ABERDEEN City Council last night scrapped plans for the controversial transformation of Union Terrace Gardens – despite a warning by business leaders that the decision will send out a signal that Europe’s oil capital lacks vision and ambition.
After listening for more than four hours to a series of impassioned pleas from delegations, speaking both for and against the divisive scheme, the leaders of the Labour and Independent Alliance groups on the council joined forces in driving through a motion which effectively left the £140 million scheme, championed by oil tycoon Sir Ian Wood, in ruins.
The decision - taken by a narrow two vote majority - sparked a furious outcry in the local business community. One prominent business figure declared: “Will the last person leaving Aberdeen turn out the lights - because that’s what this shocking decision means for our city.”
Sir Ian first announced his plans to invest £50m of his fortune in the creation of a new city centre square in November, 2008 and 52 per cent of the 86,568 Aberdeen residents who voted in a public referendum on the “Granite Web” design earlier this year backed the scheme.
The billionaire businessman said last night: “Along with the majority of Aberdeen citizens who voted for the ambitious regeneration programme of our city centre, I am obviously very disappointed and dismayed by this outcome. The key losers are Aberdeen’s present and future citizens, and I honestly believe future generations, looking back on Aberdeen’s oil era, will wonder why on earth, after years of under investment in our city centre - parts of which are clearly in decline - our city council failed to grasp the opportunity to do something really transformational and enhance their legacy.” He continued: “It’s frankly hard to believe that, following the positive referendum, our council have turned down an investment of £182m not available for other projects, with no impact on Aberdeen City Council’s budget and with no impact on the council tax payer. The Labour Party and the council have effectively side lined the views of the ordinary citizens of Aberdeen, and I sincerely regret that our City Council have let them down so badly.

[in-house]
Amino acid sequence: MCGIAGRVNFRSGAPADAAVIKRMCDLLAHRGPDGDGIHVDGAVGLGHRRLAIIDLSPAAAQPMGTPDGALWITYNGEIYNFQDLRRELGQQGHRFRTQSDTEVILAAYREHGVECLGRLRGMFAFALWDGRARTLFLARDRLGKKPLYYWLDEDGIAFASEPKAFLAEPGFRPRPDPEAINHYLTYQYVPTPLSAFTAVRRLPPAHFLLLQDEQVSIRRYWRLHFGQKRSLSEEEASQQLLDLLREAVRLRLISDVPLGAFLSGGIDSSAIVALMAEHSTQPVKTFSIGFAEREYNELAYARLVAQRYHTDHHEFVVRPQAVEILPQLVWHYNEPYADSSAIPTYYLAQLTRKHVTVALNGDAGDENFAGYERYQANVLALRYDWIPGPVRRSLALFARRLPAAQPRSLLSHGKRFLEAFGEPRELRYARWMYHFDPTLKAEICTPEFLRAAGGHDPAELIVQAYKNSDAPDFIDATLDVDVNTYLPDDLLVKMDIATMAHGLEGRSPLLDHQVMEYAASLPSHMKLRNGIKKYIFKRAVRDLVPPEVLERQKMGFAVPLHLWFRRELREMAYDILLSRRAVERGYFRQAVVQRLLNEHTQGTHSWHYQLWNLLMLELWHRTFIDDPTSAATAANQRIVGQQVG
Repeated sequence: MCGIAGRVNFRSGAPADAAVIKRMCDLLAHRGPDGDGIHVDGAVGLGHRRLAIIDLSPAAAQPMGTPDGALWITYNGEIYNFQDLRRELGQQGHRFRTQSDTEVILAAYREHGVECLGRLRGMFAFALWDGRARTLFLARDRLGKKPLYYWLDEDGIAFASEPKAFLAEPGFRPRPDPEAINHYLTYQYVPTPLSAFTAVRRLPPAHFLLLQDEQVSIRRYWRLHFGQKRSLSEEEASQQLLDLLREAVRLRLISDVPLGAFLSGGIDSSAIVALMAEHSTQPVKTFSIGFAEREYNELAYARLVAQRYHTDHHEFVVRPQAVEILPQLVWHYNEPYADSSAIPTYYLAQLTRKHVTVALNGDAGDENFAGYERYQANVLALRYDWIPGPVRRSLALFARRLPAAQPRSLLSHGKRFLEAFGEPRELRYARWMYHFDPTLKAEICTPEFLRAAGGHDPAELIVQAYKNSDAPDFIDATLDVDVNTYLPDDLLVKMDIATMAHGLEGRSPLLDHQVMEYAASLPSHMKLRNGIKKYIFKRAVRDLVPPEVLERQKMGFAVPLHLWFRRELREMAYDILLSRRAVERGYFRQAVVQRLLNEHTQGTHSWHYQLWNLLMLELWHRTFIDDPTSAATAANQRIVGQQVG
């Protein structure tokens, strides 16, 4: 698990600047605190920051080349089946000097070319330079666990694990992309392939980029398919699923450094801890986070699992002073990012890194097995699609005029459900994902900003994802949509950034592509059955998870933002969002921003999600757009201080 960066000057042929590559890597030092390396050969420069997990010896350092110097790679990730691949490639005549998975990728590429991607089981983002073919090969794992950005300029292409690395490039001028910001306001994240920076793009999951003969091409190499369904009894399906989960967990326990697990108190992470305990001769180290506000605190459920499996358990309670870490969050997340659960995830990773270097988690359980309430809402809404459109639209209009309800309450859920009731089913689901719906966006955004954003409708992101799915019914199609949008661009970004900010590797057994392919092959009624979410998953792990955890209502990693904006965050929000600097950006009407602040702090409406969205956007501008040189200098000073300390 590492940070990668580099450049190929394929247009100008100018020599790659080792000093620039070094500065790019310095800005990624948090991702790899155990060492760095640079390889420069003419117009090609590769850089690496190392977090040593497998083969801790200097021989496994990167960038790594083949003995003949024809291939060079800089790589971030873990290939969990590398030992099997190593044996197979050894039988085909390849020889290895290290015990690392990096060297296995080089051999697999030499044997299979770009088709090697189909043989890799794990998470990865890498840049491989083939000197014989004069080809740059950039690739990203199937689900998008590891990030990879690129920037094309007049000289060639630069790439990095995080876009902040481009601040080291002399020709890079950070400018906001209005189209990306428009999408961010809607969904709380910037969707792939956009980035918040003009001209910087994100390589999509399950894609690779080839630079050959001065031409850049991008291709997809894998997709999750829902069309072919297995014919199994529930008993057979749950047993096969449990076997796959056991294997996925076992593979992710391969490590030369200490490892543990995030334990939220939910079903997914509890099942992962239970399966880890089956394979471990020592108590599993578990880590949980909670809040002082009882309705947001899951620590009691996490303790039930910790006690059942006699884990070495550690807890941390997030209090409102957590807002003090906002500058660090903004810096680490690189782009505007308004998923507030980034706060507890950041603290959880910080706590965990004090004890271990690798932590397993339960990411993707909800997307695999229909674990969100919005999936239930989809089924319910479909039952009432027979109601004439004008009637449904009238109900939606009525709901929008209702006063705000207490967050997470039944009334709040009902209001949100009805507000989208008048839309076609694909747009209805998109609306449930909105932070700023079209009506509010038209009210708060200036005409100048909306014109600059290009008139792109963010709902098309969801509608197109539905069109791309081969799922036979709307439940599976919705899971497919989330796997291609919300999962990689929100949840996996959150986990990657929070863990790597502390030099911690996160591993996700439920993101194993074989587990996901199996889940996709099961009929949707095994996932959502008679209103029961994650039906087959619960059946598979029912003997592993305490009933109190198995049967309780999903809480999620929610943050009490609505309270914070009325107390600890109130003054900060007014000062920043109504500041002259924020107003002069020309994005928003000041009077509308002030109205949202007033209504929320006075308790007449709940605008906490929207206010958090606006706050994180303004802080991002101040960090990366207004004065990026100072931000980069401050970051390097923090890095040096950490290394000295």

“We should also be very concerned about the message this sends outside Aberdeen nationally and internationally about our lack of vision and confidence to invest for the future.”
He added: “Wood Family Trust have now no alternative but to withdraw its offer to significantly support the project.”
Tom Smith, director of the Aberdeen City Garden Trust, said: “Councillors have rejected the most significant opportunity to demonstrate leadership and confidence to transform and invest in our declining city centre.
“Despite a world-class
design and an internationally
acclaimed design team on board, a robust business case, £70m in philanthropic donations and a majority in the public referendum, they have voted in favour of smaller-scale improvements.
“Their decision will be remembered by current and future generations. For those who voted in good faith in the referendum it will be very difficult for them to understand this
decision which has little vision or ambition.”
Barney Crockett, the leader of the Labour Group, said after the meeting that it had been a “very very difficult decision” for the council which now faced a “major job of rebuilding relationships.” But he continued: “In the circumstances that councillors were faced with it was best decision we could make.”